The parties dispute two elements of Gilead's slander of title claim: (1) whether AbbVie published the alleged slander and (2) whether Gilead has sufficiently pled a pecuniary loss. AbbVie asserts Gilead's slander of title claim is defective because it is based solely on (1)-the publication of AbbVie's patent applications and (2) AbbVie's recently filed lawsuits seeking declaratory judgment of infringement against Gilead (C.A. Nos. 14-209 and 14-379). (D.I. 38 at 17-18.) Here, AbbVie argues patent applications are not publications capable of slander and that its lawsuits are privileged. ( Id. ; D.I. 48 at 7.) Conversely, Gilead asserts AbbVie has "conducted this slander both here and abroad, and the market has already taken notice." (D.I. 42 at 13.) Gilead does not explicitly state where the publication occurred, but rather only that AbbVie has falsely claimed to have invented the invention, and thus, slander is evident. ( See id.; D.I. 31, ¶ 277.)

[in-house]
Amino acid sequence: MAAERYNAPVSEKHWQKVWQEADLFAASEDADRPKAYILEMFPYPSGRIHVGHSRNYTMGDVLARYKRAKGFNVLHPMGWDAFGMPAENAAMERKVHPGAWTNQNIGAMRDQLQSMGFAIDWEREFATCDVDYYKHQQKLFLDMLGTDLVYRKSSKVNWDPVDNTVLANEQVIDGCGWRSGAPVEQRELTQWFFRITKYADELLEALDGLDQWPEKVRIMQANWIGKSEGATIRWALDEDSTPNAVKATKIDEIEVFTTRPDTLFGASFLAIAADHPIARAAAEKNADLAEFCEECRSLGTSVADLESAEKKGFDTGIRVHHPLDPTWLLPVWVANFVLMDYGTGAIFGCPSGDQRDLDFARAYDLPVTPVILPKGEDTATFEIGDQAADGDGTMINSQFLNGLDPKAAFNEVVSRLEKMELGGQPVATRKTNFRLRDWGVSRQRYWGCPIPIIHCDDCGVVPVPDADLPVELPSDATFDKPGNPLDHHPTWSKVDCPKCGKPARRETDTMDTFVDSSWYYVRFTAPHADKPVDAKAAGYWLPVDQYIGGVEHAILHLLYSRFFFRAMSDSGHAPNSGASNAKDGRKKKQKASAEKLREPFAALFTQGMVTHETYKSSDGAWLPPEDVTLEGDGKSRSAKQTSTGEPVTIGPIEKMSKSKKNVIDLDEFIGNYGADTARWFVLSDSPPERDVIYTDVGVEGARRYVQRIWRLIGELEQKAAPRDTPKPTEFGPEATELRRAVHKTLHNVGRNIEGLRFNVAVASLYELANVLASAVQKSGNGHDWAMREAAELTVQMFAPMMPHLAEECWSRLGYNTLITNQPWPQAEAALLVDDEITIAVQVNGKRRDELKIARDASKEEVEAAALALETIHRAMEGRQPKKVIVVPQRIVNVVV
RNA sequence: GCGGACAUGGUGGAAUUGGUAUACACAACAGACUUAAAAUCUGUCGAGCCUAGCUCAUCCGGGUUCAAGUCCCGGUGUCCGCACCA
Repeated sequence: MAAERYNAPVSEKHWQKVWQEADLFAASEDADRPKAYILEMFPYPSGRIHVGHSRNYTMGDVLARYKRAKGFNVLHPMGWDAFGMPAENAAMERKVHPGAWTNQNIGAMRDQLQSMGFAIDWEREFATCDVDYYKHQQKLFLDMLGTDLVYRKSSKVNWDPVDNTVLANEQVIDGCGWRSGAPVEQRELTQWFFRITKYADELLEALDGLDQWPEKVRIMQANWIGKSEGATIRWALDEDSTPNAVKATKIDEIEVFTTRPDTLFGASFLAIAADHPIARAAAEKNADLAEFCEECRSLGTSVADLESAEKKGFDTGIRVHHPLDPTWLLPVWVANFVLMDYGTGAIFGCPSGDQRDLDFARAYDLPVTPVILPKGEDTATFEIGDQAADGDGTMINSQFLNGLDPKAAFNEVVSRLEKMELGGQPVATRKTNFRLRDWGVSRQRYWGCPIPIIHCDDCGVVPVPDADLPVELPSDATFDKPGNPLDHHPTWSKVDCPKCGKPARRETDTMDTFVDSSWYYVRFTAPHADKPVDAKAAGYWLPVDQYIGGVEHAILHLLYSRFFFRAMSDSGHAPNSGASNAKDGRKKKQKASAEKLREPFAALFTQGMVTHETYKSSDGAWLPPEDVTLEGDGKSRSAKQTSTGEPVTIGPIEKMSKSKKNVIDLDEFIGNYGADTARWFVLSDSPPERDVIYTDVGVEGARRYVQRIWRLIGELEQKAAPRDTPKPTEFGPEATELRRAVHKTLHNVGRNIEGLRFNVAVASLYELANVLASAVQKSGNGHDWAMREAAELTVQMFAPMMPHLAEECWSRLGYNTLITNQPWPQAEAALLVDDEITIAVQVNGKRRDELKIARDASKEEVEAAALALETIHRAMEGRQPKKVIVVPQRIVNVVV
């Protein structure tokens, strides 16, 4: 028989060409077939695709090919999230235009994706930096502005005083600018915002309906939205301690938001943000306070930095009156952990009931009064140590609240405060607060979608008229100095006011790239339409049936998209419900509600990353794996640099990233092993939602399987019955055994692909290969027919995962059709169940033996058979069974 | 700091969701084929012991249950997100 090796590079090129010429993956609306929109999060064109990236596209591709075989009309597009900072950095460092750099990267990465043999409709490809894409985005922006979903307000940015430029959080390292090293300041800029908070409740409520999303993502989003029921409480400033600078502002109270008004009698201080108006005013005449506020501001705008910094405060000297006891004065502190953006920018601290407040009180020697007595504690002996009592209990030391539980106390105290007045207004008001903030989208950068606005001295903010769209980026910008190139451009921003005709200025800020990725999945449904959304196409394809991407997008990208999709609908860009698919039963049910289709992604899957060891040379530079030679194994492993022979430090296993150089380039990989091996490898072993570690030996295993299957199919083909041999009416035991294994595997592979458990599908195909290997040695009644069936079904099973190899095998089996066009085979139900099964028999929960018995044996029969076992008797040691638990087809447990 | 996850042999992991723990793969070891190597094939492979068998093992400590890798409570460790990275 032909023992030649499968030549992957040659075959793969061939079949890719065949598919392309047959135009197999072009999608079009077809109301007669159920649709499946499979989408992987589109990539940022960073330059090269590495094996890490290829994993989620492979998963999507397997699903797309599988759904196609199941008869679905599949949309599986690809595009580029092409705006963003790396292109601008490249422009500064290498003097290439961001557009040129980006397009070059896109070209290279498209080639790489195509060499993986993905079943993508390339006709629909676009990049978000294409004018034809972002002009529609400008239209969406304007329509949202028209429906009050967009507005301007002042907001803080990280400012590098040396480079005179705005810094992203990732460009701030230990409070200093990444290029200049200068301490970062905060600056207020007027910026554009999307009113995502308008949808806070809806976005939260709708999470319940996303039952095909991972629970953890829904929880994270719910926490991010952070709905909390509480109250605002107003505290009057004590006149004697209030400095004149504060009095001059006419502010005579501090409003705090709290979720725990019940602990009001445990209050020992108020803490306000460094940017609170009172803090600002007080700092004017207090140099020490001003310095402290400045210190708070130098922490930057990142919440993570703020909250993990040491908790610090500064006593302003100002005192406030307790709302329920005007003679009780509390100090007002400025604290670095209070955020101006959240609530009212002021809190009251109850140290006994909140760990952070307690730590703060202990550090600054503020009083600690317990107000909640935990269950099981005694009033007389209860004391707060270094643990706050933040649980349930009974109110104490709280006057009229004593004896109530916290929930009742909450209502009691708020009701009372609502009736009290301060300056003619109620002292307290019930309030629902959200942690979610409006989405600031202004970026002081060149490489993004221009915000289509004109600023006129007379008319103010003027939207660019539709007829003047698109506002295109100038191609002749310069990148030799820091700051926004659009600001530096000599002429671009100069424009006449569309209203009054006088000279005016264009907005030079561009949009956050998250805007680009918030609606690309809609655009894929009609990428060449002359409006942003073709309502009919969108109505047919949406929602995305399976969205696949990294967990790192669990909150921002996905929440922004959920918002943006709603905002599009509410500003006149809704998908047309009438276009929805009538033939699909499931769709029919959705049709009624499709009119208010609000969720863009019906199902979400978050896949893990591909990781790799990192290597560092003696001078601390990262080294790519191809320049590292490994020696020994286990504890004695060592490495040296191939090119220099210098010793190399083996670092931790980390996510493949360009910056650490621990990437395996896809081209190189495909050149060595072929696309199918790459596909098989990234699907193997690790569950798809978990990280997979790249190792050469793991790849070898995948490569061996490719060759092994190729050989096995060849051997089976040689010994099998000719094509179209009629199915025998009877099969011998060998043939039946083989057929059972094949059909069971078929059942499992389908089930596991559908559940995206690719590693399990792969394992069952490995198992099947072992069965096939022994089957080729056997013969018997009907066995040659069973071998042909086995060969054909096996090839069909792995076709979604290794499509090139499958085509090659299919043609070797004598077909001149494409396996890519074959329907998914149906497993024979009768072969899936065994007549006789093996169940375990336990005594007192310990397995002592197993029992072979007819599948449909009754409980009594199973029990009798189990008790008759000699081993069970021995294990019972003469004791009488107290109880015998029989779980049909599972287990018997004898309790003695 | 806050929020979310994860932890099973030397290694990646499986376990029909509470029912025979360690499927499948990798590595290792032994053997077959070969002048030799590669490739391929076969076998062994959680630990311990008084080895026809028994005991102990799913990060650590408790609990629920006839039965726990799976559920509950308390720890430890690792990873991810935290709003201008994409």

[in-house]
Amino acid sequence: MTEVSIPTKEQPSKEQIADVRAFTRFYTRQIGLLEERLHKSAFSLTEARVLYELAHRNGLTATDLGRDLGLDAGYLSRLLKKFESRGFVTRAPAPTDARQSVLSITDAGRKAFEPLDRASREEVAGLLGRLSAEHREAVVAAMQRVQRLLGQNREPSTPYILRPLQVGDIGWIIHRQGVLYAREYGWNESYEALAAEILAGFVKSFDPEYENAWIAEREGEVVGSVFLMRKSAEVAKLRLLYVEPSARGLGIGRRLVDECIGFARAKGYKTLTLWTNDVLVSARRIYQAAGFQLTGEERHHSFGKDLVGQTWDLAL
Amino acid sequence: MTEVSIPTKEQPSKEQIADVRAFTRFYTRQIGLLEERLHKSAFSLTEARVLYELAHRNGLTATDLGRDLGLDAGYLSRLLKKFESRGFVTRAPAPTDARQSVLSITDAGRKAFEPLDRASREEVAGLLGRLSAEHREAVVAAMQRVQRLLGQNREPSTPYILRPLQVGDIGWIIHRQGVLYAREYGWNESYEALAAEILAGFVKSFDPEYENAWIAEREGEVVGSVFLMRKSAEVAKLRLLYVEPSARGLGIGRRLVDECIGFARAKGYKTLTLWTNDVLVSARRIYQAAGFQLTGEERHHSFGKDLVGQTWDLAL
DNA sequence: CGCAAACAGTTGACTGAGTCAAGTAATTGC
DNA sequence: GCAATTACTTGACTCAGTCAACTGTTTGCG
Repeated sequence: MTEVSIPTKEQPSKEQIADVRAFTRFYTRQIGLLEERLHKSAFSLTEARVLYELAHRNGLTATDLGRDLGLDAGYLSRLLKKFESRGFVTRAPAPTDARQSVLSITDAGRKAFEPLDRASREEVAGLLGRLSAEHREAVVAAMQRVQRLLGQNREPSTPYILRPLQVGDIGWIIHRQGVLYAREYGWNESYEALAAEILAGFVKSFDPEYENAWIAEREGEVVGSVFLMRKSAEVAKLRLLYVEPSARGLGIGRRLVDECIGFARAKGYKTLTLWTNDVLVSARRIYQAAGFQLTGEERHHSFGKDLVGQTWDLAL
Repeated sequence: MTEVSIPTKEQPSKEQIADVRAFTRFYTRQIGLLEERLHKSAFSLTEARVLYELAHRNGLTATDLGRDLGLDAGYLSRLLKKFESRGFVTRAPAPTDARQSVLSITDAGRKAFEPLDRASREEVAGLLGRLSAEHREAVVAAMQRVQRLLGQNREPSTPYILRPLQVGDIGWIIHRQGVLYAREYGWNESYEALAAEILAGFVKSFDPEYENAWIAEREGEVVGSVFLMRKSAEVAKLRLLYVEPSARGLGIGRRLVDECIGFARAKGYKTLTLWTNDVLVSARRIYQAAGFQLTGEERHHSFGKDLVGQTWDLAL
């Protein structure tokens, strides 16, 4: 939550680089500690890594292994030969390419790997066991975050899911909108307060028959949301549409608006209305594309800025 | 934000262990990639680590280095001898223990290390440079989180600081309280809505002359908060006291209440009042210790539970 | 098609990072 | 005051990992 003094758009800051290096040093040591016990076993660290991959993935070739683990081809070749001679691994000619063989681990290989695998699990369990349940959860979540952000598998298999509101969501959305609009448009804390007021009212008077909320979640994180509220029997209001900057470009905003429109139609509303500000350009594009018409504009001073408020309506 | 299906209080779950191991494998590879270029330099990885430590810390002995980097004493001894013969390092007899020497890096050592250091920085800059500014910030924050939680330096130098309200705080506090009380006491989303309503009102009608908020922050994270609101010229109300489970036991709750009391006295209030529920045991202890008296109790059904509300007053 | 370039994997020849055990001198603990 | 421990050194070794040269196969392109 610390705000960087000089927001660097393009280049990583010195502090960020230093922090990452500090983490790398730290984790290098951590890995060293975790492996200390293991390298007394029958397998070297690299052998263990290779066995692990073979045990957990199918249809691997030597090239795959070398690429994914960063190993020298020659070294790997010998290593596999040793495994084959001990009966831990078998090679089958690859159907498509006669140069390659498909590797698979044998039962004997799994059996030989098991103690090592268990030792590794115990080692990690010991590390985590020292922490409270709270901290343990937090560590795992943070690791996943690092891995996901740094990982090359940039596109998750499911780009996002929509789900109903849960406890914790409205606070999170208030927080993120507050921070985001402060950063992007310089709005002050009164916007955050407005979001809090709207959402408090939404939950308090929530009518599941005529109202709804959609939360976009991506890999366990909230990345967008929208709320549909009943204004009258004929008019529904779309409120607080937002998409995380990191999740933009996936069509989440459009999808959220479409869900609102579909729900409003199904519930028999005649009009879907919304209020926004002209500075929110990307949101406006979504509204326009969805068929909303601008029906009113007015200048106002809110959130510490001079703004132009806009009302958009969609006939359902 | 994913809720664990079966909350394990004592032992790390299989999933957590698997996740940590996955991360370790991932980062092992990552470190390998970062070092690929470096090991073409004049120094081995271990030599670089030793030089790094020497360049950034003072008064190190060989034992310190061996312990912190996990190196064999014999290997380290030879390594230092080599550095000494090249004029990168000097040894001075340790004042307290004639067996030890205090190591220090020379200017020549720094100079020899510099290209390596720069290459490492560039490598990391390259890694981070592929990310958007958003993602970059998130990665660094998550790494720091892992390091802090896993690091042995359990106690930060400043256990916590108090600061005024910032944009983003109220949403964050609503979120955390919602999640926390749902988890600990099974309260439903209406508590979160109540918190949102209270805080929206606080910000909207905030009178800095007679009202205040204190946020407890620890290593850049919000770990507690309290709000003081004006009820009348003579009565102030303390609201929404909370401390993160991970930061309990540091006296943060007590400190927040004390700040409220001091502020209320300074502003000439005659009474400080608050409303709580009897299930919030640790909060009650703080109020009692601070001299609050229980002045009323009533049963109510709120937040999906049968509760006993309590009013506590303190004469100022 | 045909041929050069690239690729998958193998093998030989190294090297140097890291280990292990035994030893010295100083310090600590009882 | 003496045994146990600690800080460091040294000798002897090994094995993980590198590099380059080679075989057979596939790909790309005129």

Even if the court were to find AbbVie's patent application constituted a publication and allowed the slander of title analysis to push forward, the court concludes Gilead has not alleged a pecuniary loss. Allegations of pecuniary loss cannot be speculative. See SB Diversified Prods., Inc. v. Murchison, No. 12CV2328 JAH MDD, 2014 WL 3894353, at *9 (S.D. Cal. July 28, 2014) (granting motion to dismiss trade libel suit because plaintiff "does nothing more than declare that defendant's purported statements caused it pecuniary harm' through loss of sales"); Stamas v. Cnty. of Madera, 795 F.Supp.2d 1047, 1069 (E.D. Cal. 2011) ("To establish liability for slander of title the owner of the property interest must suffer an economic loss as the direct result of the slanderous publication."); Mann, 15 Cal.Rptr.3d at 226.